POLLARD: That was a separate issue, the discussion was what's the current government's policy on anti-corruption and I was pointing out the current government doesn't have any policy on anti-corruption. The previous government had a bit of a taskforce and one of the things they were looking at was an anti-corruption commission that may be in a form and cost appropriate to the country, and I think there was some value in that process. The process never got properly concluded and I was saying that it was really important for the stakeholders to have a look at that. I think the integrity institutions that we have while some of them performing reasonably well in their constraints, it's not good enough, corruption is still a serious major issue for us that has not been properly addressed.

COUTTS: What would you have in it, what would be the makeup of an anti-corruption commission and would it be independent?

POLLARD: It would need to be independent and at the end of the day you've got to have political will because you could have a commission appointed and then if the government appoints lame duck commissioners then obviously that's not going to work. But what we see now with the Auditor General's office, the Ombudsman's office, these have very little powers to actually to send people to court to get them convictions on some of these criminal cases of corruption. So I think you do need a system which is more effective and has a bit of bite.

COUTTS: Well how independent should the commission be? For instance should it be staffed by people outside the country altogether to avoid the wantok system?

POLLARD: No I don't think it's a question of them being from outside the system. I think we need a commission which can't be hamstrung by government not giving it the budget that's required or as we've seen for LCC in the past it often gets caught up with the government never getting around to appoint commissioners. So we need some way that it can be arms length from government, but at the end of the day you can't have a system which is always going to require some degree of accountability and we see with the Auditor General's office it's reporting to parliament but it's often reporting the criminal activities to people who reportedly committed them, and so of course then no action happens. So you need to have some way that people can actually get these prosecutions done.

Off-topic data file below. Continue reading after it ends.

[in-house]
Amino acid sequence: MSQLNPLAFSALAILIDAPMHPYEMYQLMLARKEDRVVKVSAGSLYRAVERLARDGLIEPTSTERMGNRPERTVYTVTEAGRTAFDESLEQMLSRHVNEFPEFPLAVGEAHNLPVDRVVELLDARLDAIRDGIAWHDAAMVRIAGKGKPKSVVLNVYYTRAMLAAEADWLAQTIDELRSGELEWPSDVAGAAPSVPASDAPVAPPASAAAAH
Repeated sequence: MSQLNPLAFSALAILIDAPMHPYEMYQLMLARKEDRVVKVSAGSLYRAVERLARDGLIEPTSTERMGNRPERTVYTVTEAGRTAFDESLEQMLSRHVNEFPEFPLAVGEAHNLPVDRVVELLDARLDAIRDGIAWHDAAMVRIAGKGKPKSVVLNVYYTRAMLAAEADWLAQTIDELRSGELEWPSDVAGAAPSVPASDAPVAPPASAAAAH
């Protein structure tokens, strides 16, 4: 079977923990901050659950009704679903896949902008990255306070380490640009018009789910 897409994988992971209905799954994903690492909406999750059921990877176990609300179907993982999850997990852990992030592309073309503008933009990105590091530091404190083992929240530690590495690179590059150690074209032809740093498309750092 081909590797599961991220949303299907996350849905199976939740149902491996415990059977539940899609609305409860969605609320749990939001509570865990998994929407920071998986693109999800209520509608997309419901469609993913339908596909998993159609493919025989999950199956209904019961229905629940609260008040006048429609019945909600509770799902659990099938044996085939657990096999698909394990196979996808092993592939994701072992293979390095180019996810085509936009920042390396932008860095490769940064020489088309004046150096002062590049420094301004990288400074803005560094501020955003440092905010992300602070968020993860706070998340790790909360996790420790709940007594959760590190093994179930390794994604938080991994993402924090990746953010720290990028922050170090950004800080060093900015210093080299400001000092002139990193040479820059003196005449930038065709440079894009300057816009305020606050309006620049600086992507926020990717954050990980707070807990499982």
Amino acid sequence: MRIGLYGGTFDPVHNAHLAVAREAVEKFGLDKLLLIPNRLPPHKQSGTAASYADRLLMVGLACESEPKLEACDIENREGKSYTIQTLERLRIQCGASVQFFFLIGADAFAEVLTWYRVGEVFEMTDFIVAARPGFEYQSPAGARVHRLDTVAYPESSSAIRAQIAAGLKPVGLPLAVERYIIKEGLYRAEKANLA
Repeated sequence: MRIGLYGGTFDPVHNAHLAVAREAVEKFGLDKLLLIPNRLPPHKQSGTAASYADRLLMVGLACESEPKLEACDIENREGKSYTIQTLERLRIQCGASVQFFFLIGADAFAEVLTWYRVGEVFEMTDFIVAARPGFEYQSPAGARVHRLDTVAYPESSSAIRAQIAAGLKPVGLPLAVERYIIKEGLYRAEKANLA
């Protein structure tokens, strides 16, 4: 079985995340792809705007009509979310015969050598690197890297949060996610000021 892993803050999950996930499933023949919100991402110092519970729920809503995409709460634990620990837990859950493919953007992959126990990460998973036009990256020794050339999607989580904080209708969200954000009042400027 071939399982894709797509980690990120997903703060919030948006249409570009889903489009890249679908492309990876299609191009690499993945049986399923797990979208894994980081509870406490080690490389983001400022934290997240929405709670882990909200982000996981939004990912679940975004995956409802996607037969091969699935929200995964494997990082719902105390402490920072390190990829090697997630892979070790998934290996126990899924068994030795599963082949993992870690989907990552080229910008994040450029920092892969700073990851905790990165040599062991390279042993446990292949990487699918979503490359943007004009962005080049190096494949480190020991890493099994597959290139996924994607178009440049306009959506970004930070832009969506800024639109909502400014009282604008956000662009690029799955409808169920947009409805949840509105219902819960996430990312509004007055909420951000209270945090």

COUTTS: And you're also saying that the Ombudsman's office could be more efficient?

POLLARD: The Ombudsman's office has been understaffed for a long time, I think the new Ombudsman has been appointed for just over a year or so and so we're looking to see whether the Ombudsman's office is going to be able to get better traction. I guess at the end of the day they too are confined to producing reports and the people who produce the reports to don't do anything about it, nothing happens.

COUTTS: Well I wonder whether it's going to get a bit top heavy and whether there's going to be a lot of witch hunts, because you're already got a Leadership Code Commission, you want an Ombudsman's Office, there's a Leadership Code as I said and a commission that you'd like to set up, and the judiciary itself and the police force and the government, so there's a lot of people supposedly doing the same thing?

POLLARD: I think one of the suggestions was some way of looking at merging the functions of the LCC, the Leadership Code Commission, Ombudsman maybe into one more streamlined body. I agree, we don't need to be creating massive institutions which cost millions, we can't afford that. But we need to be finding cost-effective ways in our small economy that we can deal with the issue and get action.